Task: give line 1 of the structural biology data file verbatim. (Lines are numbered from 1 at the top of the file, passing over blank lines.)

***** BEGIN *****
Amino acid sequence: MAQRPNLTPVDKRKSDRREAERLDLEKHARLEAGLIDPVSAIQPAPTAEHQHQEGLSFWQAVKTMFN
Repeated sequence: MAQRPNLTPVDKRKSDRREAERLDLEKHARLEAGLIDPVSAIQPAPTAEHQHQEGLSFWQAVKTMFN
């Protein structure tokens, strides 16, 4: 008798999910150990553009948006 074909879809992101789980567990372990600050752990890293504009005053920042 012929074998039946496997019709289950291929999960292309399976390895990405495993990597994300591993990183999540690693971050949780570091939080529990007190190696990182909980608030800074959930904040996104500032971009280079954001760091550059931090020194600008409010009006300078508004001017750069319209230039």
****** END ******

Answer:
Amino acid sequence: MAQRPNLTPVDKRKSDRREAERLDLEKHARLEAGLIDPVSAIQPAPTAEHQHQEGLSFWQAVKTMFN